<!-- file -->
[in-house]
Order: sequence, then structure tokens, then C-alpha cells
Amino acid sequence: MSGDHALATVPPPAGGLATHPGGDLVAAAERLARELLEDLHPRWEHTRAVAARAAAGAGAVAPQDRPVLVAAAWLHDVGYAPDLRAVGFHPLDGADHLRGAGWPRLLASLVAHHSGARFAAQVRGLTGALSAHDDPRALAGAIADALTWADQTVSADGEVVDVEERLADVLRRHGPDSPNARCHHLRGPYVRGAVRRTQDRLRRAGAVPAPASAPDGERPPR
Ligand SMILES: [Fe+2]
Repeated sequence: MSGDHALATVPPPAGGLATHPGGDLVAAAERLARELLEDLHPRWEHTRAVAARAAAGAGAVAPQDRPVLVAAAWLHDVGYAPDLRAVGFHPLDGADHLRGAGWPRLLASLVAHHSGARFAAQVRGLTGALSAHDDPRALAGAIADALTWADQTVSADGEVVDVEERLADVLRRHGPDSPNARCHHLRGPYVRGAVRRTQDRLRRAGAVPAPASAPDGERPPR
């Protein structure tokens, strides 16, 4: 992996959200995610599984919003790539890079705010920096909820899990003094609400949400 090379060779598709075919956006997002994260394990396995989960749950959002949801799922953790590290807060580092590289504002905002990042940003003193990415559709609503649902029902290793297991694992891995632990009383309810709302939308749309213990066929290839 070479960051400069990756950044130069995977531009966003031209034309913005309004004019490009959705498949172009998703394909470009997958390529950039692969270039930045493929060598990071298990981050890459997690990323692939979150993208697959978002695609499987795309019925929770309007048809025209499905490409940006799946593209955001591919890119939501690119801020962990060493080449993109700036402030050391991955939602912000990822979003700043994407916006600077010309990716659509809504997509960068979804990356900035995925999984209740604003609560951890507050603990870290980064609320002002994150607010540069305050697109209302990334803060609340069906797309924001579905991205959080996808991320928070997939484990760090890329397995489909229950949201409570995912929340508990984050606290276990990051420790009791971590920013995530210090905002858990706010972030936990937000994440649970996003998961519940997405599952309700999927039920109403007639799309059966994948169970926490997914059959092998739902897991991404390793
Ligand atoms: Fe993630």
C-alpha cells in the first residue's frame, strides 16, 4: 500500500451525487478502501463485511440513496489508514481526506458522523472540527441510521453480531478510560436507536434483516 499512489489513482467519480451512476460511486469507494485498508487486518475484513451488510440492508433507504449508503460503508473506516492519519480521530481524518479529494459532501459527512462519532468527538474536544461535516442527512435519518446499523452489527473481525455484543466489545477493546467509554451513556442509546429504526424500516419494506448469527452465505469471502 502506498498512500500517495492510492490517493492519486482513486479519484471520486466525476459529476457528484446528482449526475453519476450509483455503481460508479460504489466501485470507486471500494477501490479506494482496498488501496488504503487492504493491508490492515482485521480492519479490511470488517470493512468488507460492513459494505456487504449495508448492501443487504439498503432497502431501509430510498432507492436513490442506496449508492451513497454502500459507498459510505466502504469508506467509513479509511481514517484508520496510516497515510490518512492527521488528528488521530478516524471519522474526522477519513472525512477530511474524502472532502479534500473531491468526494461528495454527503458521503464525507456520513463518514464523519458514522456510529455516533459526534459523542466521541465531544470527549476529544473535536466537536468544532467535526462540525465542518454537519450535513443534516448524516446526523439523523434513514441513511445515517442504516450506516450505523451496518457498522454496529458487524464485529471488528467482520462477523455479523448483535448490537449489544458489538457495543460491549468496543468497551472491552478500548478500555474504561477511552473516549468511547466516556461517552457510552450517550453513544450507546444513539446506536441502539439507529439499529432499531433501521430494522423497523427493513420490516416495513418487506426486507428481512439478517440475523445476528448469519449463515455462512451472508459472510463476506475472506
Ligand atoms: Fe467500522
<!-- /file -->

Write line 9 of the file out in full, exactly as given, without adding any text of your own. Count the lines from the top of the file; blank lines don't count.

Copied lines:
Ligand atoms: Fe467500522